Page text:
As our time comes to an end, I reflect on all that has happened in the past couple of days. Watching films such as The Lewis Blackman Story and Bleed Out and Dr. Goldman’s TED talk left me in a state of shock, disbelief, and fear. How can such an advanced nation accept a system that can have such devastating outcomes? We spend so much money on pharmaceutical research to develop new therapies, but somehow, we still lose so many patients to our healthcare system. If patients and families who can speak English fluently and have high levels of health literacy encounter so many devastating errors and have difficulty navigating our health care system, I can only imagine what patients and families with low health literacy are facing in our current system. I fear being a healthcare provider in a punitive system that seeks to put a band-aid on a major systemic issue by often placing the blame on one individual. Blaming one individual without spending the time to complete a proper investigation drives many great employees out of medicine. Sometimes, an investigation may reveal an incompetent or unethical individual, but most of the time, it reveals communication errors. Without a proper investigation, the same mistakes will occur repeatedly if the errors are to due flaws in human factors engineering. If we drive the individuals who make mistakes out of medicine, then we will be left with no health care providers. Errors are ubiquitous, and front-line workers can determine the flaws and design a safer system with the proper support.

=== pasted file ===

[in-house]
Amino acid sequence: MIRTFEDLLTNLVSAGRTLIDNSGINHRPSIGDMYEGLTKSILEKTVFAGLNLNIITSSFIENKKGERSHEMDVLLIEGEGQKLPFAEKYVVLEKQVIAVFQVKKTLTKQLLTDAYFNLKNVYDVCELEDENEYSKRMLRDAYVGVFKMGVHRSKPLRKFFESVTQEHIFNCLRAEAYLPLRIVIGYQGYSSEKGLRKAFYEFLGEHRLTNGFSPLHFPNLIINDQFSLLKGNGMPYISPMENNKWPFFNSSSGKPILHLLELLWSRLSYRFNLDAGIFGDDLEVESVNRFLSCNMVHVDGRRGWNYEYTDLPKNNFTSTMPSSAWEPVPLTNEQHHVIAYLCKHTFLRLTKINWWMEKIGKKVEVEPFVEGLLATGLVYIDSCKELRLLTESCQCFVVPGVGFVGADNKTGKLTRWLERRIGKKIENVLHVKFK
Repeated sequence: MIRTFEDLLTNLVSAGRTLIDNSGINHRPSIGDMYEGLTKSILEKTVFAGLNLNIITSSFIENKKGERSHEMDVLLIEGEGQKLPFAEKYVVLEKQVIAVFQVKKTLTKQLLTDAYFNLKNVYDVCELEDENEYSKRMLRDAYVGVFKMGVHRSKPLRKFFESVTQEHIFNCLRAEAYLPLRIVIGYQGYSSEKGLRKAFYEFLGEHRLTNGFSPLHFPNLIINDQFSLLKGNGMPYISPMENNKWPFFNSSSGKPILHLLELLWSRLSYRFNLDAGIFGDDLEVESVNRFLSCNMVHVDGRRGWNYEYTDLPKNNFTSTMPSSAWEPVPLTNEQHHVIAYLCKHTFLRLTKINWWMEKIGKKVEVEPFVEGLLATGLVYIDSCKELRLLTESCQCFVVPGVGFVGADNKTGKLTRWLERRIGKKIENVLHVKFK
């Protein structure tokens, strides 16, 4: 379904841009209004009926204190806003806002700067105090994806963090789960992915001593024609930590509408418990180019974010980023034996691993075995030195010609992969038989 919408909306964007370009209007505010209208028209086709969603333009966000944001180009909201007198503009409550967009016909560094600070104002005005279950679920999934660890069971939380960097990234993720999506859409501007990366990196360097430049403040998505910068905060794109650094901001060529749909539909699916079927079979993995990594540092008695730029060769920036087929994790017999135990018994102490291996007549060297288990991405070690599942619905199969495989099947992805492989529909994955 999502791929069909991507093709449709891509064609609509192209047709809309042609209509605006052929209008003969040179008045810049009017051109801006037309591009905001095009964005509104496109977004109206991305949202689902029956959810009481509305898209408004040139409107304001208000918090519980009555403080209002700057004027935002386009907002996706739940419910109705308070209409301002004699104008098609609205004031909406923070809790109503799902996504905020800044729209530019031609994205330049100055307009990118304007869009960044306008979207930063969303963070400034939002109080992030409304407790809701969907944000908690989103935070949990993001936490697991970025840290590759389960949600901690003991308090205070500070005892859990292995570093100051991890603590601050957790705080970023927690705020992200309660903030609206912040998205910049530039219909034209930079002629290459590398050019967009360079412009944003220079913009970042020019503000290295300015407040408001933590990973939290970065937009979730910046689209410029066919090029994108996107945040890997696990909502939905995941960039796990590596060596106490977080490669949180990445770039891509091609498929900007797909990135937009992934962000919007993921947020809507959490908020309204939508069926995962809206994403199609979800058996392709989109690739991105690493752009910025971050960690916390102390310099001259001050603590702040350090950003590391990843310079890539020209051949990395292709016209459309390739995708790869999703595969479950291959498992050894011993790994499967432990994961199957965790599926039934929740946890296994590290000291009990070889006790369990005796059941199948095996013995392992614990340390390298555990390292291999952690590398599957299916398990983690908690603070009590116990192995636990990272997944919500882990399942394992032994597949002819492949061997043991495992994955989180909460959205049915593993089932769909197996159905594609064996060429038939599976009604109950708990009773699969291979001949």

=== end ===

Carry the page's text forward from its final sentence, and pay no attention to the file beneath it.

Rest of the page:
However, I am also walking away with hope and inspiration. The Telluride Experience Session showed me that there are leaders in healthcare who are trying to change the status quo, and I am excited to be part of this change.